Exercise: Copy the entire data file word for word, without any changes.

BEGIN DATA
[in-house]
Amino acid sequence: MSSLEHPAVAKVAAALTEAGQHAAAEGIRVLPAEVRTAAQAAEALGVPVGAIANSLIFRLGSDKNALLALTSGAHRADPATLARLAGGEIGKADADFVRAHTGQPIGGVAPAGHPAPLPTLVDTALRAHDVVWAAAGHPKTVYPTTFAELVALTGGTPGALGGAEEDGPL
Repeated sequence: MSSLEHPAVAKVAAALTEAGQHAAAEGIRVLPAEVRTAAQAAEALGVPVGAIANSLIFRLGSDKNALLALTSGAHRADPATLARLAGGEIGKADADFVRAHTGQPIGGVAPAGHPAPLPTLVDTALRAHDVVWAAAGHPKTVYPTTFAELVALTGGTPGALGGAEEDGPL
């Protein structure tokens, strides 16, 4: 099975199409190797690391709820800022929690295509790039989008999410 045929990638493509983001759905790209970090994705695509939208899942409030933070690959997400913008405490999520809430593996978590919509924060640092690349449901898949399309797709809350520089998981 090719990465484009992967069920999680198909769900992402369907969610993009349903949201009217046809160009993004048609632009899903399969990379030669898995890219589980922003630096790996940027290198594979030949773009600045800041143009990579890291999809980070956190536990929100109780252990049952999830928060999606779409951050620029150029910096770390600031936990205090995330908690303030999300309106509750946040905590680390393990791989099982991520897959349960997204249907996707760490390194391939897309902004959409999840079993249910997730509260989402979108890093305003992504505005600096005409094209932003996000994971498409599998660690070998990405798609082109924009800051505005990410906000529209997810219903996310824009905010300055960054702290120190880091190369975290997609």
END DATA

[in-house]
Amino acid sequence: MSSLEHPAVAKVAAALTEAGQHAAAEGIRVLPAEVRTAAQAAEALGVPVGAIANSLIFRLGSDKNALLALTSGAHRADPATLARLAGGEIGKADADFVRAHTGQPIGGVAPAGHPAPLPTLVDTALRAHDVVWAAAGHPKTVYPTTFAELVALTGGTPGALGGAEEDGPL
Repeated sequence: MSSLEHPAVAKVAAALTEAGQHAAAEGIRVLPAEVRTAAQAAEALGVPVGAIANSLIFRLGSDKNALLALTSGAHRADPATLARLAGGEIGKADADFVRAHTGQPIGGVAPAGHPAPLPTLVDTALRAHDVVWAAAGHPKTVYPTTFAELVALTGGTPGALGGAEEDGPL
């Protein structure tokens, strides 16, 4: 099975199409190797690391709820800022929690295509790039989008999410 045929990638493509983001759905790209970090994705695509939208899942409030933070690959997400913008405490999520809430593996978590919509924060640092690349449901898949399309797709809350520089998981 090719990465484009992967069920999680198909769900992402369907969610993009349903949201009217046809160009993004048609632009899903399969990379030669898995890219589980922003630096790996940027290198594979030949773009600045800041143009990579890291999809980070956190536990929100109780252990049952999830928060999606779409951050620029150029910096770390600031936990205090995330908690303030999300309106509750946040905590680390393990791989099982991520897959349960997204249907996707760490390194391939897309902004959409999840079993249910997730509260989402979108890093305003992504505005600096005409094209932003996000994971498409599998660690070998990405798609082109924009800051505005990410906000529209997810219903996310824009905010300055960054702290120190880091190369975290997609």